September isn’t always about September in Major League Baseball. For many teams September is about February, and who they’ll bring to the dance in April.
The PGA Fed Ex Cup tournament tees off today with round one of the Barclay’s Championship in Paramus, New Jersey. The top 125 players, as determined by points accumulated by order of finish in events during the regular PGA season, go in this one with the top 100 surviving for next week’s Deutsche Bank Classic outside Boston.
It would be a bit hypocritical at this point to suddenly become politically correct when, for more than half a century I had no problem with the name Washington Redskins.
You’ve heard the old adage. “Even a blind squirrel occasionally finds an acorn.” As his legacy is assessed on the way out, baseball commissioner Bud Selig has a lot in common with that squirrel.
Count me among the disappointed. I was one of the many who came out of the WNBA draft last April at the Mohegan Sun Arena believing the Connecticut Sun would be looking ahead to this day.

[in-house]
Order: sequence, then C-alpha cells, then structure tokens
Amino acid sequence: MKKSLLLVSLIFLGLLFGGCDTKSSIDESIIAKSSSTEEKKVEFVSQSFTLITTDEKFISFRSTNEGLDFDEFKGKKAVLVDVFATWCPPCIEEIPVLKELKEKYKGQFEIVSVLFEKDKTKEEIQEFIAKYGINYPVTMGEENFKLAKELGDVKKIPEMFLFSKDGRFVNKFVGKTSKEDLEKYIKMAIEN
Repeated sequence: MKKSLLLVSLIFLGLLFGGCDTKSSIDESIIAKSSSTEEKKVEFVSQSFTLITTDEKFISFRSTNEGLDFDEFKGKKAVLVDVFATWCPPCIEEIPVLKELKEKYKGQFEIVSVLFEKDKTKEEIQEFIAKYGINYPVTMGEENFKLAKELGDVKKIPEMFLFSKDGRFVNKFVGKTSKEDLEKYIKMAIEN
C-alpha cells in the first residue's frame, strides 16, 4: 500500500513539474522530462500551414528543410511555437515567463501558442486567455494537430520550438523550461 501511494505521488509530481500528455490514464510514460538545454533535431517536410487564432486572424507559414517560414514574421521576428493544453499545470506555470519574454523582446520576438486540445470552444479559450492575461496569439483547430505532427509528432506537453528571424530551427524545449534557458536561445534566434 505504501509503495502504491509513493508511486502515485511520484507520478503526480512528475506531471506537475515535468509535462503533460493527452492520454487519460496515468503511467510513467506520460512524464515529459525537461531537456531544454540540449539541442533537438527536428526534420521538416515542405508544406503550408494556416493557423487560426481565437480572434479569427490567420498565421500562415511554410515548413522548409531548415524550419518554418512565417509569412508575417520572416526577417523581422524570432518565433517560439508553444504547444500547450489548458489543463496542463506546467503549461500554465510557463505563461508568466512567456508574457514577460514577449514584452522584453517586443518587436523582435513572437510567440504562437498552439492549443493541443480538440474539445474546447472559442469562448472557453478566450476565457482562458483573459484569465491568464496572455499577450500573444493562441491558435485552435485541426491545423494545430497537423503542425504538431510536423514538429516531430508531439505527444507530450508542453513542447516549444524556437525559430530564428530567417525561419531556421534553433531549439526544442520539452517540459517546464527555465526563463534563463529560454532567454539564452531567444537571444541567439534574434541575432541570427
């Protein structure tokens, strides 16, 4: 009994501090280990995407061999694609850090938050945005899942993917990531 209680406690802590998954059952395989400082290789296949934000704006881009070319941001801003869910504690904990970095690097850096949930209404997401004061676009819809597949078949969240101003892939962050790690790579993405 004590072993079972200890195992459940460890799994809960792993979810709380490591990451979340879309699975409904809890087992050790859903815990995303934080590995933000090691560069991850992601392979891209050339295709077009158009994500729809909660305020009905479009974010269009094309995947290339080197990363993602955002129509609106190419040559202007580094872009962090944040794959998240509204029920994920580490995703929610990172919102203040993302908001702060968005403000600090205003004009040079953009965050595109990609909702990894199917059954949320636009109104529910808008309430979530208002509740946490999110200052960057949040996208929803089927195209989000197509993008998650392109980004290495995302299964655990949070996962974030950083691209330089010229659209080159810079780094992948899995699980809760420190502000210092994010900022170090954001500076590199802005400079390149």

Becky Hammon has spent her life in basketball. A 16 year WNBA veteran, she knows the game. Now she’ll get a chance to show how well, on the biggest stage of her life, center stage of the NBA, with the defending champion San Antonio Spurs.
From the works of poet John Greenleaf Whittier comes no more poignant quote than, “Of all sad words of tongue and pen, the saddest are these, “It might have been.” Red Sox and Yankees fans look back on the last week and think, “What might have been?”
The broadcast of the PGA Bridgestone Invitational was no different from any other that features, Tiger Woods. You can’t teach an old network new tricks, and the Golf Channel and CBS were certainly up to their old tricks.
For the first time since drawing a two game suspension from the NFL for a domestic violence arrest, Ravens running back Ray Rice publicly addressed the issue yesterday.
Today it’s about the futures market. Not on Wall Street, in sports. Today Tiger Woods opens defense of his WGC Bridgestone Invitational title at Firestone in Akron, perhaps his favorite course, having won their nine times.